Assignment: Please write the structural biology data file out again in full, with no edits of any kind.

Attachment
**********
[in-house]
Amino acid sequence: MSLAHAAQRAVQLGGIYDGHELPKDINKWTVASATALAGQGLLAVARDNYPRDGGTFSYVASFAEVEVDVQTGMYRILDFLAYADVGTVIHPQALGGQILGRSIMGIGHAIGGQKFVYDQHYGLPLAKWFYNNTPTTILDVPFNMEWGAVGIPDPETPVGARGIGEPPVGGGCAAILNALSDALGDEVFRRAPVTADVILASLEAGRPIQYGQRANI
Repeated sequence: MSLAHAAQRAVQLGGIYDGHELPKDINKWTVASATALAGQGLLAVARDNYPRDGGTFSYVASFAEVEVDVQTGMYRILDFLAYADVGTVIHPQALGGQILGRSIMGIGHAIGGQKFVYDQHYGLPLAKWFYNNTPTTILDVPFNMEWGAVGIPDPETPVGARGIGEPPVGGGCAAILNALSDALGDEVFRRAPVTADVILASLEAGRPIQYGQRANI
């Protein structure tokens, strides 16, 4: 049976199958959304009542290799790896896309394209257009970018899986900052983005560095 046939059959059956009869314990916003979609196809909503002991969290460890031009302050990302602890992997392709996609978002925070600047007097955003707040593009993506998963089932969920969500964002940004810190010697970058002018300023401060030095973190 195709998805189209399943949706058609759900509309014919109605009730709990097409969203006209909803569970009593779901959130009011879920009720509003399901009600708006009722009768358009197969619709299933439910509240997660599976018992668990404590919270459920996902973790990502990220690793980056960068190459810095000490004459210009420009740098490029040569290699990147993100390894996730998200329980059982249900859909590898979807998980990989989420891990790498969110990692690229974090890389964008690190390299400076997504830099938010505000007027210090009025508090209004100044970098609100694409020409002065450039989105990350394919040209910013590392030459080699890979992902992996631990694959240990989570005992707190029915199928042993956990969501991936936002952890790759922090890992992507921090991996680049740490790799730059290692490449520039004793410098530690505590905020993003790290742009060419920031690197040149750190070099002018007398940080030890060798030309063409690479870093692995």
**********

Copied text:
[in-house]
Amino acid sequence: MSLAHAAQRAVQLGGIYDGHELPKDINKWTVASATALAGQGLLAVARDNYPRDGGTFSYVASFAEVEVDVQTGMYRILDFLAYADVGTVIHPQALGGQILGRSIMGIGHAIGGQKFVYDQHYGLPLAKWFYNNTPTTILDVPFNMEWGAVGIPDPETPVGARGIGEPPVGGGCAAILNALSDALGDEVFRRAPVTADVILASLEAGRPIQYGQRANI
Repeated sequence: MSLAHAAQRAVQLGGIYDGHELPKDINKWTVASATALAGQGLLAVARDNYPRDGGTFSYVASFAEVEVDVQTGMYRILDFLAYADVGTVIHPQALGGQILGRSIMGIGHAIGGQKFVYDQHYGLPLAKWFYNNTPTTILDVPFNMEWGAVGIPDPETPVGARGIGEPPVGGGCAAILNALSDALGDEVFRRAPVTADVILASLEAGRPIQYGQRANI
């Protein structure tokens, strides 16, 4: 049976199958959304009542290799790896896309394209257009970018899986900052983005560095 046939059959059956009869314990916003979609196809909503002991969290460890031009302050990302602890992997392709996609978002925070600047007097955003707040593009993506998963089932969920969500964002940004810190010697970058002018300023401060030095973190 195709998805189209399943949706058609759900509309014919109605009730709990097409969203006209909803569970009593779901959130009011879920009720509003399901009600708006009722009768358009197969619709299933439910509240997660599976018992668990404590919270459920996902973790990502990220690793980056960068190459810095000490004459210009420009740098490029040569290699990147993100390894996730998200329980059982249900859909590898979807998980990989989420891990790498969110990692690229974090890389964008690190390299400076997504830099938010505000007027210090009025508090209004100044970098609100694409020409002065450039989105990350394919040209910013590392030459080699890979992902992996631990694959240990989570005992707190029915199928042993956990969501991936936002952890790759922090890992992507921090991996680049740490790799730059290692490449520039004793410098530690505590905020993003790290742009060419920031690197040149750190070099002018007398940080030890060798030309063409690479870093692995």